Dear Prudence: Help! I’m Glad My Awful Husband Is Dead.
August 19, 2019
Happy: I am a 38-year-old widow. The day my husband died was the happiest day of my life.
He was a miserable, vindictive man whose greatest joy was tearing me down.
He cheated on me constantly and would cheerfully recount all my inadequacies compared with his mistresses.
If I left, he would “pursue me to the ends of the earth.”
He never hit me, for what it is worth. At the end, I was isolated and alone; my only social outlet was my family. They all knew how horrible my marriage was, which is what makes their reaction now more hurtful.
I am going to travel. I am going to visit exotic places, drink wine, and learn a foreign language.
I have enough money to be quite comfortable for the rest of my life.
I would rather shoot myself than ever get married again.
My family acts like I am an idiot—they have all sorts of “concerns” about my emotional state, since I not mourning adequately and pearl-clutching over my plans (I am going to Italy).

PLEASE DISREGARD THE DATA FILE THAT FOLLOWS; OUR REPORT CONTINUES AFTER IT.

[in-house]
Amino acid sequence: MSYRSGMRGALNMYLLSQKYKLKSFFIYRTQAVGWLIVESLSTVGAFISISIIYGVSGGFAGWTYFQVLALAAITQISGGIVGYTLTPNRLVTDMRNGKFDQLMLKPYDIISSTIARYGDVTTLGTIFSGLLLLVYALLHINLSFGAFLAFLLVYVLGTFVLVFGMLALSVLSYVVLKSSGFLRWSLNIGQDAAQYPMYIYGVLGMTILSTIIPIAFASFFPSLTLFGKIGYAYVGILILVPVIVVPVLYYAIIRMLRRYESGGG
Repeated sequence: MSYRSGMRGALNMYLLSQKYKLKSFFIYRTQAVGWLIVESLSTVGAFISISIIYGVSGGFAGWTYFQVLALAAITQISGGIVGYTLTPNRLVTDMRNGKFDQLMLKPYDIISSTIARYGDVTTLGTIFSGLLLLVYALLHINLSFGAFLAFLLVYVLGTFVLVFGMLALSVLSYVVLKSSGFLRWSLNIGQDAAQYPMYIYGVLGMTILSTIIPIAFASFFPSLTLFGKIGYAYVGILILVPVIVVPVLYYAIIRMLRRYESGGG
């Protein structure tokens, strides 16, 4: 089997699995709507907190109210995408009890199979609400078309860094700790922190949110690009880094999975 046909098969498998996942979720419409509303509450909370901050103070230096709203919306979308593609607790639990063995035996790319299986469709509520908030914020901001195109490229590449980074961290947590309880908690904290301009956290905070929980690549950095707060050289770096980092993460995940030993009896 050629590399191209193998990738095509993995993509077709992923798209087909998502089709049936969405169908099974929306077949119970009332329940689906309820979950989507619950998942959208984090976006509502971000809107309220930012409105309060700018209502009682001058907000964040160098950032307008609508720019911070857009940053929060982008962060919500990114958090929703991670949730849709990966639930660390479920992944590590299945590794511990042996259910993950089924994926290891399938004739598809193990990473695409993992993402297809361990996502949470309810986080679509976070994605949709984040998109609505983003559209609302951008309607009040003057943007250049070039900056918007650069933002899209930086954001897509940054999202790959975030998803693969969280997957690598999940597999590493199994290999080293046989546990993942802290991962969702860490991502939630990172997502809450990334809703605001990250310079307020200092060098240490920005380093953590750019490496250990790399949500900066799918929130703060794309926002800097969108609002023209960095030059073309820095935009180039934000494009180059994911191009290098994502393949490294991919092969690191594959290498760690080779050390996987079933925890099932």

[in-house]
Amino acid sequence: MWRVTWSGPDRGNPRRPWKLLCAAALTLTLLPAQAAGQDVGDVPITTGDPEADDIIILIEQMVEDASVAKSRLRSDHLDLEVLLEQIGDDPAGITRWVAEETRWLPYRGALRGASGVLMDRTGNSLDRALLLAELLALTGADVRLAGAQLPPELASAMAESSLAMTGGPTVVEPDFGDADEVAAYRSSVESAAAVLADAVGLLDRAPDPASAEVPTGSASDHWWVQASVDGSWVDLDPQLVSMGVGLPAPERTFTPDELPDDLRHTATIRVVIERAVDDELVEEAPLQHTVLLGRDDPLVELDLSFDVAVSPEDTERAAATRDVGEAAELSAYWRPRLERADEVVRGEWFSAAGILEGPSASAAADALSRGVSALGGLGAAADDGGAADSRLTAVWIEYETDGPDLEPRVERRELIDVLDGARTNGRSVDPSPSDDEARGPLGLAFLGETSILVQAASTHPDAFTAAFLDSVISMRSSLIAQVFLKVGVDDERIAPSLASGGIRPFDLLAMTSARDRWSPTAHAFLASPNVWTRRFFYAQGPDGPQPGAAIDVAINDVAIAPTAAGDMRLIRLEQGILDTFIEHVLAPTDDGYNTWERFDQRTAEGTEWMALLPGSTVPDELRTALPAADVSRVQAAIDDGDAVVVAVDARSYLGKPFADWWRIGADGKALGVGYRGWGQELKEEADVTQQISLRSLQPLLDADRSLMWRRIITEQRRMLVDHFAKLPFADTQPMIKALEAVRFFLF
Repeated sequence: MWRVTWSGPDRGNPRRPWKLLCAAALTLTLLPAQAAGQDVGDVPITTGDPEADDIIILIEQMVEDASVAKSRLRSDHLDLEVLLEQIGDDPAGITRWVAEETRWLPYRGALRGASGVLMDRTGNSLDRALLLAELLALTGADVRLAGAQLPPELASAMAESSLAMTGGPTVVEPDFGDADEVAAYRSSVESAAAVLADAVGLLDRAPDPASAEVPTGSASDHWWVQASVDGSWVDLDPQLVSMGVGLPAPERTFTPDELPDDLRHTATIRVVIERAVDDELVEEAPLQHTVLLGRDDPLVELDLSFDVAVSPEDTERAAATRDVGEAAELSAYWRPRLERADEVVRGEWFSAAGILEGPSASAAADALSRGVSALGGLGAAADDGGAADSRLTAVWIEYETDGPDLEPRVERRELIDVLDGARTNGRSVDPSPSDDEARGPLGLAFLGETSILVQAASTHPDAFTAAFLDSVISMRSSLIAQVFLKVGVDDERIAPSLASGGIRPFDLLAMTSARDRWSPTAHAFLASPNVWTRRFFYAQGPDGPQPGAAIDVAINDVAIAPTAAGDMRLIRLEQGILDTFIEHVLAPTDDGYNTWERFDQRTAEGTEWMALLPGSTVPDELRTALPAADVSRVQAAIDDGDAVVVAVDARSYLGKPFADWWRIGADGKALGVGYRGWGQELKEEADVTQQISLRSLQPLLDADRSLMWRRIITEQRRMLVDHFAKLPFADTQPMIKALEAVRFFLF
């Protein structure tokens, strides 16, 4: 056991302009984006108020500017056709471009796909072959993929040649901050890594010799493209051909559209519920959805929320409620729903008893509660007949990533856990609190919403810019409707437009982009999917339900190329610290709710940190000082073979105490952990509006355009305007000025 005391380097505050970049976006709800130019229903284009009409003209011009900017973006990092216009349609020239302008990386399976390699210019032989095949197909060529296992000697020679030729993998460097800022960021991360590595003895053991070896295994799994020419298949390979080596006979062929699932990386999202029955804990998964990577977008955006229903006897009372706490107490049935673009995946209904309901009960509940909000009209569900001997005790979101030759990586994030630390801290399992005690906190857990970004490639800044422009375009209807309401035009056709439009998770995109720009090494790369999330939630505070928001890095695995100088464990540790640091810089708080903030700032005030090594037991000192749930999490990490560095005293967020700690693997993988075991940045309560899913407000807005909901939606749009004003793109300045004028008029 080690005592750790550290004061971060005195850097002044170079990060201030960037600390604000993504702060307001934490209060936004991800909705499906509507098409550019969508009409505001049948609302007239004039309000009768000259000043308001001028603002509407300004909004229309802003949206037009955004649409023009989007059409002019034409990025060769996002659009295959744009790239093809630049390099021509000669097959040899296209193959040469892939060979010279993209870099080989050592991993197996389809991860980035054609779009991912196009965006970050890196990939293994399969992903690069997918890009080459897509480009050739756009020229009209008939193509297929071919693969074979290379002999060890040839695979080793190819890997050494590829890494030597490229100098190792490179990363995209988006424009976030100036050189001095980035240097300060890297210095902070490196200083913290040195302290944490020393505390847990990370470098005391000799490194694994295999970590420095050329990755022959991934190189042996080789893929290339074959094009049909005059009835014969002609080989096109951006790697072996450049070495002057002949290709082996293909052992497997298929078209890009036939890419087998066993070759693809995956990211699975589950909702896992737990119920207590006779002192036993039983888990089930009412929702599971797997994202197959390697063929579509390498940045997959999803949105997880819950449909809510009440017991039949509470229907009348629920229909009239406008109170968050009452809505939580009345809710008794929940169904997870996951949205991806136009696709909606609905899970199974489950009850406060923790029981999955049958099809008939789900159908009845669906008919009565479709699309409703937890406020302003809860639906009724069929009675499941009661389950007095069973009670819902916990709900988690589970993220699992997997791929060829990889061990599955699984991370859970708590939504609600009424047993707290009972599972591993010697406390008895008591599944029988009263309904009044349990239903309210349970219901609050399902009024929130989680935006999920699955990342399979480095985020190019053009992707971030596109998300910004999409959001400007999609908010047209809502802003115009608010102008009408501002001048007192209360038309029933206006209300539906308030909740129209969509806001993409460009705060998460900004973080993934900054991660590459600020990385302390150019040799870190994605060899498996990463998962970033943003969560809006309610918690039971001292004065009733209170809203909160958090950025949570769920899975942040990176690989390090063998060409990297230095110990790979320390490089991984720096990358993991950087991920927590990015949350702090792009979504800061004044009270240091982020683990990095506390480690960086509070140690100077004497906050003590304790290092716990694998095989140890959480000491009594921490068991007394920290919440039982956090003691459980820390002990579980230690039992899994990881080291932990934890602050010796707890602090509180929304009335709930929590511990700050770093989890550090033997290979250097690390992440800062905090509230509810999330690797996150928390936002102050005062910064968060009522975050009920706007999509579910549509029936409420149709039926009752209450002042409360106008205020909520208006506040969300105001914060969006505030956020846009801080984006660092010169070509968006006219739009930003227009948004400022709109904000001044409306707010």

They keep telling me I need to take time and get “my head on straight.”
My sisters express discomfort when I say I am happy my husband died when he did or if I joke that I am surprised it was a heart attack since I never thought he’d have one.
They hated him! I have an accountant and a lawyer; I am well-advised about my finances. I lost 15 years to the man.
I don’t want to lose another five months because my family has a skewed sense of decorum. Please help me get through to them.
Don’t worry about getting through to them.
Worry about making sure you’re well-packed for your trip.
If your family feels uncomfortable when you make jokes about your husband’s death, I do think it’s reasonable to limit your more-off-color comments for close friends (or a therapist) who understand why gallows humor is called for in this situation.
It may be one thing for them to acknowledge your marriage was an unhappy one, but they may be unable to join in making jokes about him with you. But beyond that, you don’t need them to agree with you that the time is right in order to get on that plane.
If you think it will help, you can share a little bit more about how painful your marriage was, how free you feel now, and how committed you are to making the most of your life as a widow, without making any jokes or trying to relieve the tension with humor, if you think there’s something that they’re missing from the story.
But you don’t have to lose another five months; you can still get on a plane even if your family thinks your behavior is shocking.
You can tell them you appreciate their concern but have no interest in taking more time, that your head is on as straight as you’d like it to be, and that you’ll send them all a postcard from Milan.